constructing new structures to improve the integrity of KP’s industrial
    Kodak has operated two power plants to support these energy needs                sewer system.
    utilizing an energy-efficient process called tri-generation to get triple use
                                                                                     The five-year FRPP was preceded by a $16.9 million, five-year Initial
    from the steam they produce. KP’s power plants are operated by Suez-
                                                                                     Release Prevention Program that was completed in 2003. Inspecting and
    DEGS of Rochester (formerly Trigen Cinergy Solutions of Rochester).
                                                                                     improving the industrial sewer structures at KP reduces the likelihood of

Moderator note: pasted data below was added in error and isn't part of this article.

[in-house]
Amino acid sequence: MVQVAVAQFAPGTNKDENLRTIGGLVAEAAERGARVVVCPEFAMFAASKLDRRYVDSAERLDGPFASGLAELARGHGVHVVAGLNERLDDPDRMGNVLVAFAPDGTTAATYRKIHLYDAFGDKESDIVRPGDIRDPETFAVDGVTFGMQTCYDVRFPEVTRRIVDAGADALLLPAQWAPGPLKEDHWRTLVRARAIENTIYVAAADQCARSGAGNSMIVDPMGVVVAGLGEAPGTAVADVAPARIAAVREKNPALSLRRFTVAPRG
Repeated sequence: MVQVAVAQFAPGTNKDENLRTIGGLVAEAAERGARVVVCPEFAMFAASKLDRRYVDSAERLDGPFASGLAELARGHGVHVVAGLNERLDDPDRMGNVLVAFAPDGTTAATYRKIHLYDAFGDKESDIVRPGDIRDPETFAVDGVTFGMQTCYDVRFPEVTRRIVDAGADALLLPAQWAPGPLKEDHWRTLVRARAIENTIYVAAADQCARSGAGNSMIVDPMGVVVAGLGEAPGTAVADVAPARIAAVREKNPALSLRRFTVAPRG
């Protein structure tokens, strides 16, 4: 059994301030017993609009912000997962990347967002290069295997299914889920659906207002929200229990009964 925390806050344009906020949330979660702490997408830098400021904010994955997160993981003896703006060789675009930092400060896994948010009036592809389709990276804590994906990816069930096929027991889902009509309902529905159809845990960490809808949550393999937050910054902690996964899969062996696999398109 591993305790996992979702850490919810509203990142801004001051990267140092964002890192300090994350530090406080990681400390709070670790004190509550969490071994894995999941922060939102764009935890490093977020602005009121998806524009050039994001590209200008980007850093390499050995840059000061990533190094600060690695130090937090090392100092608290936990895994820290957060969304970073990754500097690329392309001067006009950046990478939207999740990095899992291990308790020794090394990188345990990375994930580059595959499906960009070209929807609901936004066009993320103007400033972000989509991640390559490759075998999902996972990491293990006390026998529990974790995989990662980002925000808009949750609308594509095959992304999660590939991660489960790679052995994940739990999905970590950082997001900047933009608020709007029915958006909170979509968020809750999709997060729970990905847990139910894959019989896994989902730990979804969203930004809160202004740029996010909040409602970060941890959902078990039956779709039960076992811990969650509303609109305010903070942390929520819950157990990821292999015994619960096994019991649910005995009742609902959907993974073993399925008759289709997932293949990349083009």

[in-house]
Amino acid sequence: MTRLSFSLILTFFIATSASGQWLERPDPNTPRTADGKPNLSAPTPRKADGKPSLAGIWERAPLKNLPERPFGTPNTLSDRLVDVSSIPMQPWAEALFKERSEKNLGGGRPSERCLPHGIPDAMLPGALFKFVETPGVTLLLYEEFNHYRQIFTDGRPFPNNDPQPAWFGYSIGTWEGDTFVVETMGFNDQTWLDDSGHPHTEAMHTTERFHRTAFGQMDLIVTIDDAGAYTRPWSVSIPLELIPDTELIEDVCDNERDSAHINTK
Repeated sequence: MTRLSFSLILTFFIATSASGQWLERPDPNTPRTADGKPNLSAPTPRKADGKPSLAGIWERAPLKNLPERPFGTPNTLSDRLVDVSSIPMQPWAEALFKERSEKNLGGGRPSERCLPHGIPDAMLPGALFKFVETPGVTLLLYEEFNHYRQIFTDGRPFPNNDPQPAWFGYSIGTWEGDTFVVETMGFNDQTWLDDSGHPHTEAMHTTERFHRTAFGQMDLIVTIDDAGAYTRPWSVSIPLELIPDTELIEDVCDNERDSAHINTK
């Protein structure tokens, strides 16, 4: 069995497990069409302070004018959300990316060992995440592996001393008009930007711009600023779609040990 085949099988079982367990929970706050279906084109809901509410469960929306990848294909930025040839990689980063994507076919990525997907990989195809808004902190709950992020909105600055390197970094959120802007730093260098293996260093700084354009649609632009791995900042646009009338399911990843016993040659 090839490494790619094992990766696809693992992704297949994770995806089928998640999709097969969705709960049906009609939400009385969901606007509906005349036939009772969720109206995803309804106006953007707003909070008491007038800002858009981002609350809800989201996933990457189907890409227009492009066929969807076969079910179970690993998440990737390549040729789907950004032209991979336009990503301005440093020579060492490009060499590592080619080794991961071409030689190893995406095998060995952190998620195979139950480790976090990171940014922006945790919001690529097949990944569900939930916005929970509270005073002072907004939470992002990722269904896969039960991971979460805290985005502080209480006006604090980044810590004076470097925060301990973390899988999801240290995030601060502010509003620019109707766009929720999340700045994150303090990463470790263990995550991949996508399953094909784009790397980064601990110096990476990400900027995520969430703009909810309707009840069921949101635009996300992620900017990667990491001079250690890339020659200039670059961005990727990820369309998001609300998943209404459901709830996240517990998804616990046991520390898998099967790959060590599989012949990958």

Duke Energy Generation Services (DEGS) is an affiliate of Duke Energy,
                                                                                     future environmental releases from Kodak Park.
    one of the largest diversified energy companies in the United States.
                                                                                     Clean-up efforts
                                                                                     The Kodak Park Corrective Action Program (KPCAP) was implemented
                                                                                     to systematically address the numerous groundwater monitoring and